Hannah King · October 12, 2015
Ann Christensen, president of the Clayton Christensen Institute for Disruptive Innovation, will give a forum address on Friday, Oct. 16, at 11 a.m. in the Stoddard Center at Southern Virginia University.
Christensen is also a member of Southern Virginia’s Board of Trustees, a group of 17 individuals who have led prestigious careers in a variety of fields including medicine, education, law and business. The members of the board will be on campus for the university’s semiannual Board of Trustees meeting on Thursday and Friday, Oct. 15 and 16.
The Christensen Institute is a research and policy organization that examines current issues in education, health care and economic growth through the lens of disruptive innovation. As president, Christensen oversees the institute’s research programs and directs its overall strategic and operational development.
Prior to serving as president at the Christensen Institute, she worked at Huntsman Gay Global Capital, a private equity firm focused on middle-market companies. She has also worked at Deloitte Consulting, where she helped establish the firm’s growth and innovation services by drawing on theories of disruptive innovation. She has led projects for clients in a number of industries, including pharmaceutical, biotech, telecommunications, travel, professional services, and insurance. She has also spent time as a strategic analyst for Elan Pharmaceuticals, an Irish biotechnology company.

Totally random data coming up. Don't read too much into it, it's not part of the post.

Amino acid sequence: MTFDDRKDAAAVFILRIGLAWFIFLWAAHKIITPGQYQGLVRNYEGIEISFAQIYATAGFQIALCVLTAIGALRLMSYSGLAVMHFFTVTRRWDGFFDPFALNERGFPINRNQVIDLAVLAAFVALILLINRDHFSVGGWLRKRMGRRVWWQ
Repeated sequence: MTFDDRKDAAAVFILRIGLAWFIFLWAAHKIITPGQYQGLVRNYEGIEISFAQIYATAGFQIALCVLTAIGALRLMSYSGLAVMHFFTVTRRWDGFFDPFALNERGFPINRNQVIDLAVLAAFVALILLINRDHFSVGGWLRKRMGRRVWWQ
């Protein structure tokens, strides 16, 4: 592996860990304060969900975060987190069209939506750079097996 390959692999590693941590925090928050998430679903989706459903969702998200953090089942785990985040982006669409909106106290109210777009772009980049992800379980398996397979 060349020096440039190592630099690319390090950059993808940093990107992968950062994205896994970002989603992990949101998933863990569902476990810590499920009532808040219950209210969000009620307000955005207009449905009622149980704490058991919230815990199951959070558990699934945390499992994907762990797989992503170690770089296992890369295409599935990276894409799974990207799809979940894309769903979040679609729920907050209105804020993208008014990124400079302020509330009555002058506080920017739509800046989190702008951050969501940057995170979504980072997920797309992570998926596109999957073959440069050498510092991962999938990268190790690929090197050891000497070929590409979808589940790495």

Christensen received a bachelor’s degree from Duke University, where she studied the political economies of developing nations. She went on to receive a master’s degree in business administration from the Harvard Business School.
She served a full-time mission for The Church of Jesus Christ of Latter-day Saints in Mongolia.
Community members and Southern Virginia faculty, staff and students are invited to hear forum and devotional speakers each Friday morning at 11 a.m. in the Stoddard Center. Recordings of past forum and devotional speeches may be accessed online.